Printer Friendly

TV program publicizes prosthetic 'miracle'.

Heather Mills drew national attention for dancing with a prosthesis on the television program, "Dancing with the Stars," but each day, millions of persons face the challenges of amputation with courage, earning their own place among the stars.

According to the Amputee Coalition of America, there were 1.285 million people in the United States living with limb loss (excluding fingers and toes) in 1996.

One such person who has suffered an amputation is 9-year-old Samantha from New Hampshire, who was recently amputated above the knee as a result of cancer. When she entered Next Step Orthotics and Prosthetics Inc. to be fitted for a state-of-the-art prosthesis, her own positive attitude and motivation highlighted the company's entire mission--to allow amputees to live a full and rewarding life, and in doing so, educate the public about amputation.

When joining the cast of "Dancing with the Stars," Heather Mills said she hoped her participation would encourage other amputees and allow them to see that they can do anything they set their minds to--and more. This rang true for Samantha, whose friend wrote to Heather Mills with her story and Heather Mills responded--with an invite to the Show's finale. Again, showing the possibilities.

While some high-profile amputees have recently drawn attention to the topic of amputation, the public still does not know a lot about it. Many think that limb loss is only due to trauma, when in fact infection, diabetes, vascular disease, cancer and other diseases can all lead to amputation. Further, limb loss is more often the result of, rather than the cause of, other health problems. And many think that once someone is fit with a prosthesis, they are set for life. Not the case. As the body changes, so must the prosthesis. Heather Mills even had to get a new prosthesis to be able to perform some of the dances on "Dancing with the Stars."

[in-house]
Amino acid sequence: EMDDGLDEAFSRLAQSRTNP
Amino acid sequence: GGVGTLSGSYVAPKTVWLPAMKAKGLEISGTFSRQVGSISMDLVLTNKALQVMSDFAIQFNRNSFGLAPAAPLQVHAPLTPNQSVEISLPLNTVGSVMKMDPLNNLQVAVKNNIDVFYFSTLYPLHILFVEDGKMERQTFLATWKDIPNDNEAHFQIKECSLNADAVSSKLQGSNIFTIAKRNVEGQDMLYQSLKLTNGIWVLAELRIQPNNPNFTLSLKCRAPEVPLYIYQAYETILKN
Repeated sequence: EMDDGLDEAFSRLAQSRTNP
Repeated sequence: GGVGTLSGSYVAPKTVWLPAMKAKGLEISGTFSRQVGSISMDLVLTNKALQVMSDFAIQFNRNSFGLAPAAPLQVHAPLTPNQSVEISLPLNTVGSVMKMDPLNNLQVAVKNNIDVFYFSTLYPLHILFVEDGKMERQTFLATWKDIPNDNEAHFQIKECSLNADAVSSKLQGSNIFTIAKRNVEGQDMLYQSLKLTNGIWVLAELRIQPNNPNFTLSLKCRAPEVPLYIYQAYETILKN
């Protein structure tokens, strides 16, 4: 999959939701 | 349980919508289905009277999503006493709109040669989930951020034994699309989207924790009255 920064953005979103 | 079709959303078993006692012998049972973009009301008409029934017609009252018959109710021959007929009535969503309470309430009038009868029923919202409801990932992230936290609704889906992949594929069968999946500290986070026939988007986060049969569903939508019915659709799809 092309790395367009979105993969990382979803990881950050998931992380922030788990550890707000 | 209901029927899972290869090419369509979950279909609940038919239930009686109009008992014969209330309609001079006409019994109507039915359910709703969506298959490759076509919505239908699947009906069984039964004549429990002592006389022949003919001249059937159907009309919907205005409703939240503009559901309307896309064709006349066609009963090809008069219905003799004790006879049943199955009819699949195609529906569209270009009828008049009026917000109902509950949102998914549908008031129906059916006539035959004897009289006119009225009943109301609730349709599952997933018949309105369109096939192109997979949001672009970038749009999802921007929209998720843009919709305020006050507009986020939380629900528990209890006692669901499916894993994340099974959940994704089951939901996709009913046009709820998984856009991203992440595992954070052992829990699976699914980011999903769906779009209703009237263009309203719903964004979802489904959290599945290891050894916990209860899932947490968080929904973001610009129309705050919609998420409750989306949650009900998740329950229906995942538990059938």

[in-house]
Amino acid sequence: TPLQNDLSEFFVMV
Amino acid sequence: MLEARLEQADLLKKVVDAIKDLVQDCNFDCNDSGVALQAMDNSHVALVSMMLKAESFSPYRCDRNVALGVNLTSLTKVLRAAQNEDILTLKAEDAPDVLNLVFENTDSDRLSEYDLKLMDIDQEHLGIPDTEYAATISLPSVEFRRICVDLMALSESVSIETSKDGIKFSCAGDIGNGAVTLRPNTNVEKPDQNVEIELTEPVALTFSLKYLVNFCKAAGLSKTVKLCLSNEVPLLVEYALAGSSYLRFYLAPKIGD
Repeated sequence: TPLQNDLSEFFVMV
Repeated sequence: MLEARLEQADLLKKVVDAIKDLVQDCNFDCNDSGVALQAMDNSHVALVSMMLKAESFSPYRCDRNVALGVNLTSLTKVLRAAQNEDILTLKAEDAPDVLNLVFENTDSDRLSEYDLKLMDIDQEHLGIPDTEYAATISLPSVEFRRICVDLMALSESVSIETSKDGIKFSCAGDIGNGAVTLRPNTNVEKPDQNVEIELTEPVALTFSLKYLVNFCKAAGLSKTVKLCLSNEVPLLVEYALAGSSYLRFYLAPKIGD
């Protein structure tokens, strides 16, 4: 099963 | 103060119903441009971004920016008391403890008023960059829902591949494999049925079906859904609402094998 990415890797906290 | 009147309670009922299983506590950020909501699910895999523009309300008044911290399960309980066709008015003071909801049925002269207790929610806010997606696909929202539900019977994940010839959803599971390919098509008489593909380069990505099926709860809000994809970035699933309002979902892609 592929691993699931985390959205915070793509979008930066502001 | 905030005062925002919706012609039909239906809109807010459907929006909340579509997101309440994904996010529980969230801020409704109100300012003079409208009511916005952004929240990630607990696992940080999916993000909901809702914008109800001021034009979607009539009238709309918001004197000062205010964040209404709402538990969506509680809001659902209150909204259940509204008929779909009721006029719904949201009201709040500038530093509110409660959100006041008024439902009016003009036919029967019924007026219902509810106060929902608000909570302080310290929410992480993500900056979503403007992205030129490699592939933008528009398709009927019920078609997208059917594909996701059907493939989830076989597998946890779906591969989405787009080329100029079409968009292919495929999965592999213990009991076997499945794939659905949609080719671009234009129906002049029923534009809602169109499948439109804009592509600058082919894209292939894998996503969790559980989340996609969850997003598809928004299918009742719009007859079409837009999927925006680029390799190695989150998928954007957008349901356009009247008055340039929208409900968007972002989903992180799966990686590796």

It's more than the new components that Heather highlighted on the national show, however. It's that given the right attitude and the right prosthesis, anything is possible for amputees, as evidenced by the comment of the mother of 15-year-old Andrew, a client of Next Step as a bilateral amputee. "I remember the smile on Andrew's face when he first tried his new legs. After a few adjustments, he was walking around, running and jumping--it was like a miracle."

There are many such miracles.

Peter Couture is president and clinical director of Manchester-based Next Step Orthotics and Prosthetics Inc.
COPYRIGHT 2007 Business Publications, Inc.
No portion of this article can be reproduced without the express written permission from the copyright holder.
Copyright 2007 Gale, Cengage Learning. All rights reserved.

Article Details
Printer friendly Cite/link Email Feedback
Author:Couture, Peter
Publication:New Hampshire Business Review
Geographic Code:1USA
Date:Jul 6, 2007
Previous Article:Foreign investment helps region's economy.
Next Article:Calendar.

Related Articles
Facial prosthetics give hope to cancer victims.
Worker loses arms, goes "bionic": advances in prosthetics make life easier for double-amputee.
Francis Tuttle's Orthotic and Prosthetic technician program.
OSU-Okmulgee's orthotics and prosthetics technician program thrives: students learn that they are crucial partners in their own learning, and learn...
Glimpsing the future for an amputee: amputees struggle daily to live normal lives, and they face ever-growing medical costs. Give jurors a complete...

Terms of use | Privacy policy | Copyright © 2018 Farlex, Inc. | Feedback | For webmasters